When manufacturing high performance O-rings and custom sealing solutions for the food process industry, safety has to be the number one priority. Precision Polymer Engineering manufacturers from a wide range of elastomeric materials – including silicone. But how safe is silicone sealing, and how can the health of the end consumer be protected?
At Precision Polymer Engineering, our sealing expertise combines not just compliance with an assortment of regulatory standards, but a deep understanding of our consumers and the critical performance of our elastomer products.
From those without specialist knowledge standing outside of our industry, the safety of silicone in food applications is often called into question. With a firm commitment to minimising risk in the food process chain, our professional sealing engineers share their knowledge of silicone, its properties and what this means in regards to food safety.
Silicone (or polydimethylsiloxane) is a man-made polymer and the product of Silica and Carbon when heated together at high temperatures. Silicone is a completely synthetic rubber, and a relatively hybrid material as it formed from organic compounds of Hydrogen and Carbon, known as hydrocarbons.
Silicone-based rubber products are characterised by a number of key properties, including;
The temperature resistance and performance of silicone can be highlight in two everyday household products introduced for the food industry – cupcake moulds and ice cube trays. Silicone can be transported from the temperature of a freezer to that of a hot oven without undergoing any structural changes which may affect its performance as a mould.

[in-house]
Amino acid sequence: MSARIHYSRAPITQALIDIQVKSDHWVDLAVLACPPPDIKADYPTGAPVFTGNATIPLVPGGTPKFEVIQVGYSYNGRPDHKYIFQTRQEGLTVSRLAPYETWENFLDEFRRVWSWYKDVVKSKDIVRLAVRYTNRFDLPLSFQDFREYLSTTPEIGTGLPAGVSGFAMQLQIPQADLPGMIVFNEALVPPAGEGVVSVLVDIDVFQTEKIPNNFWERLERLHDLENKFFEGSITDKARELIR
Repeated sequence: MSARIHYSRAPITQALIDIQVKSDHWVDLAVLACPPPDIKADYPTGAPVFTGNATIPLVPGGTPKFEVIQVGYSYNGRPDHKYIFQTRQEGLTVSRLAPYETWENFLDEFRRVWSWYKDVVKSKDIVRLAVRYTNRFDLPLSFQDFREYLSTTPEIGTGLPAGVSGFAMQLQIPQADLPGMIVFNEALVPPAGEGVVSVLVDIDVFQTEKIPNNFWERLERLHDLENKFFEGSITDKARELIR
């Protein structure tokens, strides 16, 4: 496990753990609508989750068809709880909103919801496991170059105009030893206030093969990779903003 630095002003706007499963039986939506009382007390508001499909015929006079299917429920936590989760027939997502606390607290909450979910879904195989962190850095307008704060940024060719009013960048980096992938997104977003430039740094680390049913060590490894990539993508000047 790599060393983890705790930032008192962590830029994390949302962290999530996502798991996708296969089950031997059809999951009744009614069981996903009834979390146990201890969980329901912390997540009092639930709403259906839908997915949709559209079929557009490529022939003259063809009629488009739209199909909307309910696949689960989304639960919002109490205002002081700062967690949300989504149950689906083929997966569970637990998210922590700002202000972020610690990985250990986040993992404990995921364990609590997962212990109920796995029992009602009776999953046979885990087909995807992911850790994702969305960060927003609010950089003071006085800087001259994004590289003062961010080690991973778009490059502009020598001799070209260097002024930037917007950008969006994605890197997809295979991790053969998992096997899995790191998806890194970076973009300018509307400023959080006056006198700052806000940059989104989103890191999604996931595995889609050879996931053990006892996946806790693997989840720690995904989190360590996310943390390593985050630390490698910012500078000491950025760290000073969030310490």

The number of silicone applications encountered in everyday life is incredible. From aeroplane engines to swimming goggles, silicone seals and coatings are found in just about every corner of consumer life. The impressive chemical, thermal and mechanical properties of silicone makes the material highly durable and so it is little wonder that it has been widely adopted by a range of industries, not least the food industry.
The FDA (Food & Drug Administration) is responsible for regulation of the food and pharmaceutical industries, in order to protect the public from food and drug hazards. Although the FDA is a body of the US government, and its jurisdiction only applies in the United States, its principles and regulations are adopted as a recognisable worldwide standard.
Silicone’s resistance to temperatures and chemicals ultimately means that it does not react with foodstuffs or any other media encountered in the process line. The use of silicone sealing therefore does not result in any hazardous byproducts which could adversely affect the health of the workforce or end consumers. This is important when consider silicone as a ‘food-safe’ material.
However, according to their Food Code, a material is only considered ‘food-safe’ if it is FDA-compliant, which means ‘acceptable to the regulatory authority [FDA] based on a determination of conformity with principles, practices and generally recognised standards that protect public health’. Whilst the characteristics of silicone make it highly durable and resistant, there is no automatic universal ‘approval’ of all silicone products or manufacturers.